Because the coordination structure of zirconium is so varied, an investigation was undertaken to study its behavior in different glass forming systems.
It has been found that transparent glass bodies having refractive indices in the vicinity of 1.45, densities approximating 3.1 g/cm.sup.3, electrical resistivities on the order of 10.sup.9 ohm-cm, and transition temperatures below 200 150 of compositions within the Li.sub.2 O-K.sub.2 O-ZrO.sub.2 -F-P.sub.2 O.sub.5 system. Thus, the boundaries in cation space are outlined in FIG. 1 and correspond to the batched stoichiometric relationship:
Zr.sub.25.+-.2 P.sub.38.+-.2 (Li+K).sub.37
wherein Li lies between 3-15 and K between 23-34. At high concentrations of fluorine, devitrification readily occurs with the major crystalline phase identified through X-ray diffraction analyses being K.sub.2 Zr(PO.sub.4).sub.3. Where a fluorine-to-oxygen ratio (F:O) between 4.5-7.5 is utilized, clear glasses are produced. F:O values below 4.5 result in liquid-liquid phase separations causing the development of opal glasses. X-ray diffraction studies of the opal glasses indicates the absence of crystallization therein.
FIG. 2 is a ternary composition diagram ZrO.sub.2 -LiPF.sub.6 -KPF.sub.6 illustrating the area of transparent glasses in terms of mole percent; that area encompassing approximately 6-20% LiPF.sub.6, 40-54% KPF.sub.6, and 38-42% ZrO.sub.2.
FIG. 1 depicts the composition bounderies of the inventive compositions in terms of cations.
FIG. 2 is a ternary diagram setting forth the compositional limitations of the inventive glasses in terms of mole percent.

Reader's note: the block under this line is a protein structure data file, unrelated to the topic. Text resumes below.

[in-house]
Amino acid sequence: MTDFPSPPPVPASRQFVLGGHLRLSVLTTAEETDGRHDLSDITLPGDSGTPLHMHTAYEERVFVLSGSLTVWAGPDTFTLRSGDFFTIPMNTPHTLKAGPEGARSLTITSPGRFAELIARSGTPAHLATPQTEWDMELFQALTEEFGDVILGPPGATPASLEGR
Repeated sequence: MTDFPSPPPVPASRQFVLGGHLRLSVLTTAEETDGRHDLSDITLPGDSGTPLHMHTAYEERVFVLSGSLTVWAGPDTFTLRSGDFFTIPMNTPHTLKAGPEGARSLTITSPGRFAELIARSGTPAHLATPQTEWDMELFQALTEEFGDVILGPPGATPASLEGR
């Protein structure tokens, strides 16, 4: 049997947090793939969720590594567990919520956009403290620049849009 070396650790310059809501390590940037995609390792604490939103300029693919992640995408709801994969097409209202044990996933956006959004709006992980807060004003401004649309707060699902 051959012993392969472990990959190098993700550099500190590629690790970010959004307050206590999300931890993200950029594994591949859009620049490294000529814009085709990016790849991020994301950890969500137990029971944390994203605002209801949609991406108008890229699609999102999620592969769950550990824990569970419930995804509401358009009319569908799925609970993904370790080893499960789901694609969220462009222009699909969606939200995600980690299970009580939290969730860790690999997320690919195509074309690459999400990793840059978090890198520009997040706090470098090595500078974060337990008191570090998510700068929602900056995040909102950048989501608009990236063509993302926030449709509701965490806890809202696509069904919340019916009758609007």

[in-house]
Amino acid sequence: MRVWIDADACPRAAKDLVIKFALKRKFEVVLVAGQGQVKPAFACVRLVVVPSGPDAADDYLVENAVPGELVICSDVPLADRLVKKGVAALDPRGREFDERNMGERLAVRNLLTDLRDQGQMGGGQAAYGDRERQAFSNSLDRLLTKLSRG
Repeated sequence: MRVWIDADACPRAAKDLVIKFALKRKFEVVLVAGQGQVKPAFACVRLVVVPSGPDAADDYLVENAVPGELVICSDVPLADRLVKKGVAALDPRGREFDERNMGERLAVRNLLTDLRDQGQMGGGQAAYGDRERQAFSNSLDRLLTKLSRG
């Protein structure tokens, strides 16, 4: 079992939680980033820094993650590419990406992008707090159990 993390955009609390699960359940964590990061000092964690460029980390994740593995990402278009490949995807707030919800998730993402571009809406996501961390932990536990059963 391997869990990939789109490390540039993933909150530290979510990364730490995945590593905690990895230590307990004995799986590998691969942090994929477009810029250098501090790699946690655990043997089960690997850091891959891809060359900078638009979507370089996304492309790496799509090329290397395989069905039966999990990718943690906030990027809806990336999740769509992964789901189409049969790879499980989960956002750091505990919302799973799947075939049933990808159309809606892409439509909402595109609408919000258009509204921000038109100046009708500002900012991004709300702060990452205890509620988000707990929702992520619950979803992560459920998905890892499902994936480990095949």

Table I reports a number of glass forming batches, expressed in terms of parts by weight, which yielded clear glasses. Because the sum of the individual constituents totals 100, for practical purposes the values tabulated may be deemed to reflect weight percent. It will be appreciated that the batch materials recited in Table I are illustrative only and that other compounds can be utilized which, when melted together, will provide the desired overall compositions. Table I also records a number of physical properties determined on several of the exemplary compositions following methods conventional in the glass art. Thus, refractive index (n.sub.D) was measured by the Becke line technique at 5893 Å; differential scanning calorimetry with a heating rate of 20 C./min. was employed to detect the transition temperature (T.sub.g); density (Dens.), as expressed as g/cm.sup.3, was obtained by the Archimedes method with kerosene as the buoyant fluid; and electrical resistivity (E.R.) in terms of ohm-cm was determined by using air-dried silver electrodes in a two terminal configuration. Table IA lists the batches in terms of atomic ratios of the elements with the sum of the cations normalized to 100. The approximate F:O ratio is also reported.